Chen went to the United States to earn a master's degree in the School of Cinematic Arts at the University of Southern California.[2] Chen studied in the Interactive Media Program, a new division of the School of Cinematic Arts.[6] His intention at the time was to use the degree to get the kind of job he wanted back in China.[3] At USC, he became inspired when he went to the Game Developers Conference, where he positively compared the games he had made in college with the student work present at the Independent Games Festival portion of the conference.[7] While at USC he met Kellee Santiago, another student in the same program, and the two decided to work together on games that would be outside of the mainstream.[2]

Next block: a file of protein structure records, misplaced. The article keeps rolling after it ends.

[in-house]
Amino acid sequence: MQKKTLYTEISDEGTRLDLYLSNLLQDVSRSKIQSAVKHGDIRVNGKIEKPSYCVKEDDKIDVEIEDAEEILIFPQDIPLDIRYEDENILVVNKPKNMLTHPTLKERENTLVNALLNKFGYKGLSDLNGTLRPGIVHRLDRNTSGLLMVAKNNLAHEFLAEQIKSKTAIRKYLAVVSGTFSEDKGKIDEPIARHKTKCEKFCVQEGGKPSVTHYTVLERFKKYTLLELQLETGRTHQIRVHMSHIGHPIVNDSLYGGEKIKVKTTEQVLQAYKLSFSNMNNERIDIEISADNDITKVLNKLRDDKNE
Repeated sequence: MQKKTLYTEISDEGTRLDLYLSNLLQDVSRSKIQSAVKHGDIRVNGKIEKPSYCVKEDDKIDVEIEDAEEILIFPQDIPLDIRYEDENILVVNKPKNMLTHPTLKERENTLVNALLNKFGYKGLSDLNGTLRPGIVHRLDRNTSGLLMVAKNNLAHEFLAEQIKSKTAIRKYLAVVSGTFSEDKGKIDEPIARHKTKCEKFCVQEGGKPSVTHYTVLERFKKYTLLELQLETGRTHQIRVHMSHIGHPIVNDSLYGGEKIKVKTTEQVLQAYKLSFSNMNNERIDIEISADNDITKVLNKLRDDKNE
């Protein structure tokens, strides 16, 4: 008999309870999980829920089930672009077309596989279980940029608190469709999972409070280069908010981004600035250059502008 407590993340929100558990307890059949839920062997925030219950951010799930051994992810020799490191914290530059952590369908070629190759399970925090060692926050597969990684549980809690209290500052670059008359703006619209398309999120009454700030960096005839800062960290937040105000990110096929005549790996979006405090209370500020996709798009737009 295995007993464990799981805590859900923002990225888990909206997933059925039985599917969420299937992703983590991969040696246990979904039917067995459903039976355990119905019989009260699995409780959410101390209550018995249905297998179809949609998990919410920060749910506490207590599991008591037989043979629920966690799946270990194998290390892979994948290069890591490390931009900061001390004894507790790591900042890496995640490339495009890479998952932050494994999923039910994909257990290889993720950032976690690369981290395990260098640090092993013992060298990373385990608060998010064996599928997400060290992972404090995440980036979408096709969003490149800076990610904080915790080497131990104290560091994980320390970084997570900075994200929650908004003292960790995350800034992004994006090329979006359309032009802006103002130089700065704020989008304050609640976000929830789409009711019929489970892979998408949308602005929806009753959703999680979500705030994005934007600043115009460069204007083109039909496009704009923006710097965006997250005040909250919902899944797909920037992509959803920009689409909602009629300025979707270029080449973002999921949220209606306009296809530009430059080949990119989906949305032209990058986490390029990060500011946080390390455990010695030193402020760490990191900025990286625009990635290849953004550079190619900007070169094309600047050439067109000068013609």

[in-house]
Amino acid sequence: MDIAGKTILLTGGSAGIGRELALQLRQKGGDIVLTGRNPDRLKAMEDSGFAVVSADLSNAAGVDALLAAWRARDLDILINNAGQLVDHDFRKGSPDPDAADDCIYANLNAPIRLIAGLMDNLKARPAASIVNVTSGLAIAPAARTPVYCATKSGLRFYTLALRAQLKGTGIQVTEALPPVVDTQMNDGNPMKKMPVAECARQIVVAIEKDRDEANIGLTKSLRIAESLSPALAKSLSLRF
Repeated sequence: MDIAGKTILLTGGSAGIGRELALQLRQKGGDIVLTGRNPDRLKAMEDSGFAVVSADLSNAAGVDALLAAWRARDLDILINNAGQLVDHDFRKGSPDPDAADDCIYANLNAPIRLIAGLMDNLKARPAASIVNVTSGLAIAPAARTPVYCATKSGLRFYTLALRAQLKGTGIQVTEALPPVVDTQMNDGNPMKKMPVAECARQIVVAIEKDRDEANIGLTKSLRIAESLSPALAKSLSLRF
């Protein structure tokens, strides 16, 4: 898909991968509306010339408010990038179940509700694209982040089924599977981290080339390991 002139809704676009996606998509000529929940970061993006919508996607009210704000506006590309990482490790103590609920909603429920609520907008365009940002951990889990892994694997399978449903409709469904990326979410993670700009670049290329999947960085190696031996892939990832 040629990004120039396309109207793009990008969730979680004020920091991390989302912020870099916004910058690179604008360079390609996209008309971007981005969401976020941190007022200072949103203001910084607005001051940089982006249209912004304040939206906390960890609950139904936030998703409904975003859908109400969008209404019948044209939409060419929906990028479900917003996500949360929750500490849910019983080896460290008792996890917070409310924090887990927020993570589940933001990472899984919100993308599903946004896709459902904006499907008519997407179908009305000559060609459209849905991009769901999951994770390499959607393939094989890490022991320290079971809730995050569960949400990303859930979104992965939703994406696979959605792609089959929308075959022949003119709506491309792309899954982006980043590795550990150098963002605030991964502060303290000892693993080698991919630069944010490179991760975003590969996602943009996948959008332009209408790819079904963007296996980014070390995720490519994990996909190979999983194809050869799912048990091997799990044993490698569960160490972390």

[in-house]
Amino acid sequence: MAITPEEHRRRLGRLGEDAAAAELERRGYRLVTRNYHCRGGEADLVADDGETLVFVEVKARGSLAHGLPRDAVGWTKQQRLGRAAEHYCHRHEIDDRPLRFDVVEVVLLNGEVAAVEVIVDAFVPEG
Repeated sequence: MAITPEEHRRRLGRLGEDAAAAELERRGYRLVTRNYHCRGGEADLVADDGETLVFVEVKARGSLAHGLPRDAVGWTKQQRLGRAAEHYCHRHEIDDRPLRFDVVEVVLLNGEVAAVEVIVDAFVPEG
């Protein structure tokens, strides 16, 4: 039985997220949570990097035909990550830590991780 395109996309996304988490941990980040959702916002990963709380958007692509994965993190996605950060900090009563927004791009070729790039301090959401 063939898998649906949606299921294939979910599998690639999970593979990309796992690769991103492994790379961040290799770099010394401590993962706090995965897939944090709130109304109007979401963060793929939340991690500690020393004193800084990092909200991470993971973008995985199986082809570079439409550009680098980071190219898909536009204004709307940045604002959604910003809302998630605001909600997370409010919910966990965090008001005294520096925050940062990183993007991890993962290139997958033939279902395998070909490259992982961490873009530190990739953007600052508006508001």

Their first game, which won a grant of twenty thousand dollars from USC to produce,[8] was Cloud, released in 2005, which "focuses on a young hospital patient who soars in his mind despite being trapped indoors".[9] The idea was partially based on himself, as when he was a child he was often hospitalized for asthma.[3] It was designed as an attempt to "expand the spectrum of emotions video games evoke".[4] At a student showcase at the Game Developers Conference, Chen and Santiago showed the game to a representative from Sony, John Hight, saying that it was the first game in the "Zen" genre. Hight was interested, though no deal was forthcoming.[2] The game won the Best Student Philosophy award at the Slamdance Guerrilla Games Competition and a Student Showcase award at the Independent Games Festival, and was showcased on Spike TV, G4TV, and CBS Sunday.[8]